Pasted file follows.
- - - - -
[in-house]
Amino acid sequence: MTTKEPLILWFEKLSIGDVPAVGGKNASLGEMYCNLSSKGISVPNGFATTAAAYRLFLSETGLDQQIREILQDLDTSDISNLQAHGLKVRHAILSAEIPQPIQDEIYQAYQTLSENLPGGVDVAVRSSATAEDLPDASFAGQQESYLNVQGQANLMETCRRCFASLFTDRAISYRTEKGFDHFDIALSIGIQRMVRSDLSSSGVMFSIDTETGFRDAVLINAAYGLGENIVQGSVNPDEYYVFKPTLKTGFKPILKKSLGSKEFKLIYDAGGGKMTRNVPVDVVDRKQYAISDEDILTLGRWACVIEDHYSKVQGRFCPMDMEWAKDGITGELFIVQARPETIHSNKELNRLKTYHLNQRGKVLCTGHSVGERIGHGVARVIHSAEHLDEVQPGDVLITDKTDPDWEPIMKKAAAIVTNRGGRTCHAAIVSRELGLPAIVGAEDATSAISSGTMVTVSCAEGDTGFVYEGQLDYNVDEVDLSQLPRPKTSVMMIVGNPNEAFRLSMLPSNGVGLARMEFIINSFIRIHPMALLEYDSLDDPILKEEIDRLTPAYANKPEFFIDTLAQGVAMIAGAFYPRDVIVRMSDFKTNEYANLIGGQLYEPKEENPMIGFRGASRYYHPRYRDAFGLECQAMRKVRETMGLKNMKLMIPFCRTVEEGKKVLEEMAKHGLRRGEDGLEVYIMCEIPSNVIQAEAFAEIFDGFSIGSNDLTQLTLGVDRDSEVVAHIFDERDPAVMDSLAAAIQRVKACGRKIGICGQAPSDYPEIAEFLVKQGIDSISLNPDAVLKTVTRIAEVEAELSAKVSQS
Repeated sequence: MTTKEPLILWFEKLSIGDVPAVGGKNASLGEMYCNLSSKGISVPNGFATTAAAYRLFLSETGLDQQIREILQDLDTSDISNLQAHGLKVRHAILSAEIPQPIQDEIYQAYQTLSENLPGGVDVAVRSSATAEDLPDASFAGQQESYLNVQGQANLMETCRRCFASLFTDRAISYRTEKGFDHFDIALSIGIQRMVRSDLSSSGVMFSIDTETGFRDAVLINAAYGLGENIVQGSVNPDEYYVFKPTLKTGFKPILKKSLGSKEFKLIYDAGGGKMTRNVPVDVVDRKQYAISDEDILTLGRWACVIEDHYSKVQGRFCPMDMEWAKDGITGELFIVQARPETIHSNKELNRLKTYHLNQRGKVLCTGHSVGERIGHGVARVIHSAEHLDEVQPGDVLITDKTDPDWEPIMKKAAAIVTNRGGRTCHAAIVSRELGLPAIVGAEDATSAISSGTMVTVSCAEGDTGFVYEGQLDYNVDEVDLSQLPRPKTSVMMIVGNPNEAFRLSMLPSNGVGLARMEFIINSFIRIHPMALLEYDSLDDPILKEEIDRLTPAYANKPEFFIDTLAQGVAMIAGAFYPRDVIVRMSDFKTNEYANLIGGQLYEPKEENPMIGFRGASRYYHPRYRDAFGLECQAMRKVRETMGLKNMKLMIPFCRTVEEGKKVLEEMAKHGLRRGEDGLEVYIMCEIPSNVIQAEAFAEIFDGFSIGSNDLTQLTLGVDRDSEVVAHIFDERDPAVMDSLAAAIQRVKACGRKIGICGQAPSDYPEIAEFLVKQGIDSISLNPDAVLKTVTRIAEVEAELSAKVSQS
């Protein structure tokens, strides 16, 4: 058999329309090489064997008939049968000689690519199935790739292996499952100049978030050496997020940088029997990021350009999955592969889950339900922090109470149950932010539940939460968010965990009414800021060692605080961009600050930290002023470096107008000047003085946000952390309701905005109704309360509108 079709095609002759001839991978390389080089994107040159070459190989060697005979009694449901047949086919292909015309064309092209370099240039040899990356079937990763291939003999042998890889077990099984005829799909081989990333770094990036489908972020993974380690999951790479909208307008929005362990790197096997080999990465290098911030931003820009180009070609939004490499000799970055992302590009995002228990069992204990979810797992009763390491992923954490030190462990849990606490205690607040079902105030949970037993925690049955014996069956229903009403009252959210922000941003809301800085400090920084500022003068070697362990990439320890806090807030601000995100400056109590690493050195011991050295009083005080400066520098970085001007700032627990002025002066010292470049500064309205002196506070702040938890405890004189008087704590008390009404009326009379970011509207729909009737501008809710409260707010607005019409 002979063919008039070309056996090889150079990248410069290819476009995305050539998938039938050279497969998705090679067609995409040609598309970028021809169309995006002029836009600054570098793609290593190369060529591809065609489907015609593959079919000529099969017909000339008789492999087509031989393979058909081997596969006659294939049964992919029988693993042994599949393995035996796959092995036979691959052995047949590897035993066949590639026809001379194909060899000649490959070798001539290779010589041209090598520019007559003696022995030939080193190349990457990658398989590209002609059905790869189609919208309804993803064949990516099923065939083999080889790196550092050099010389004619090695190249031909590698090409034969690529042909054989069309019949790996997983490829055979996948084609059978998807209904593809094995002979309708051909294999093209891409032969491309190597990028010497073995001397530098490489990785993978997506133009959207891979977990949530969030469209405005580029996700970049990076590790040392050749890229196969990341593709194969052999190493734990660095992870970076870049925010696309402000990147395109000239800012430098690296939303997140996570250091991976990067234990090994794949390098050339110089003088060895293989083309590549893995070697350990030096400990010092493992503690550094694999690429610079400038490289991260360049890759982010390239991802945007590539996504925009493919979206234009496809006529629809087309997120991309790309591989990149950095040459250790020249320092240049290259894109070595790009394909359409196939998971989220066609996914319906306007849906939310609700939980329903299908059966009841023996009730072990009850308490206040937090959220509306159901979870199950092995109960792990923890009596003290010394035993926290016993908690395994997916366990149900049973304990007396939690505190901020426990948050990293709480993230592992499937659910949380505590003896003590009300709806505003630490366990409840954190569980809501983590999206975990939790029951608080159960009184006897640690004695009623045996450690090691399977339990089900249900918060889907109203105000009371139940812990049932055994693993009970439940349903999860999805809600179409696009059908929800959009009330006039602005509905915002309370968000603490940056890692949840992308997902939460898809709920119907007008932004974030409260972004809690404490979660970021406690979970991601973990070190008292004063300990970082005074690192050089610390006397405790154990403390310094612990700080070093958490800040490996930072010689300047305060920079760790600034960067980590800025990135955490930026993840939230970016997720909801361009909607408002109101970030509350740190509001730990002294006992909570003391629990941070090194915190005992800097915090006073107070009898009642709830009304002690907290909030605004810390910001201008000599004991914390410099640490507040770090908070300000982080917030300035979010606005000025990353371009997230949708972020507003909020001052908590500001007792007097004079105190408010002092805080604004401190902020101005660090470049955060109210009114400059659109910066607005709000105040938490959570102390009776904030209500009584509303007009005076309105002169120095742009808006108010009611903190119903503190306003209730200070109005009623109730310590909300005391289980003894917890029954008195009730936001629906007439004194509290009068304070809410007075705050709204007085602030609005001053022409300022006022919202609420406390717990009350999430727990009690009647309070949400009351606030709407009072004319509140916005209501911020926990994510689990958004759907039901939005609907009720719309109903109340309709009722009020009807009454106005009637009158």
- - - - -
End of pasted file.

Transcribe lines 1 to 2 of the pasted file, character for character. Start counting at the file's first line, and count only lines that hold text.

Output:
[in-house]
Amino acid sequence: MTTKEPLILWFEKLSIGDVPAVGGKNASLGEMYCNLSSKGISVPNGFATTAAAYRLFLSETGLDQQIREILQDLDTSDISNLQAHGLKVRHAILSAEIPQPIQDEIYQAYQTLSENLPGGVDVAVRSSATAEDLPDASFAGQQESYLNVQGQANLMETCRRCFASLFTDRAISYRTEKGFDHFDIALSIGIQRMVRSDLSSSGVMFSIDTETGFRDAVLINAAYGLGENIVQGSVNPDEYYVFKPTLKTGFKPILKKSLGSKEFKLIYDAGGGKMTRNVPVDVVDRKQYAISDEDILTLGRWACVIEDHYSKVQGRFCPMDMEWAKDGITGELFIVQARPETIHSNKELNRLKTYHLNQRGKVLCTGHSVGERIGHGVARVIHSAEHLDEVQPGDVLITDKTDPDWEPIMKKAAAIVTNRGGRTCHAAIVSRELGLPAIVGAEDATSAISSGTMVTVSCAEGDTGFVYEGQLDYNVDEVDLSQLPRPKTSVMMIVGNPNEAFRLSMLPSNGVGLARMEFIINSFIRIHPMALLEYDSLDDPILKEEIDRLTPAYANKPEFFIDTLAQGVAMIAGAFYPRDVIVRMSDFKTNEYANLIGGQLYEPKEENPMIGFRGASRYYHPRYRDAFGLECQAMRKVRETMGLKNMKLMIPFCRTVEEGKKVLEEMAKHGLRRGEDGLEVYIMCEIPSNVIQAEAFAEIFDGFSIGSNDLTQLTLGVDRDSEVVAHIFDERDPAVMDSLAAAIQRVKACGRKIGICGQAPSDYPEIAEFLVKQGIDSISLNPDAVLKTVTRIAEVEAELSAKVSQS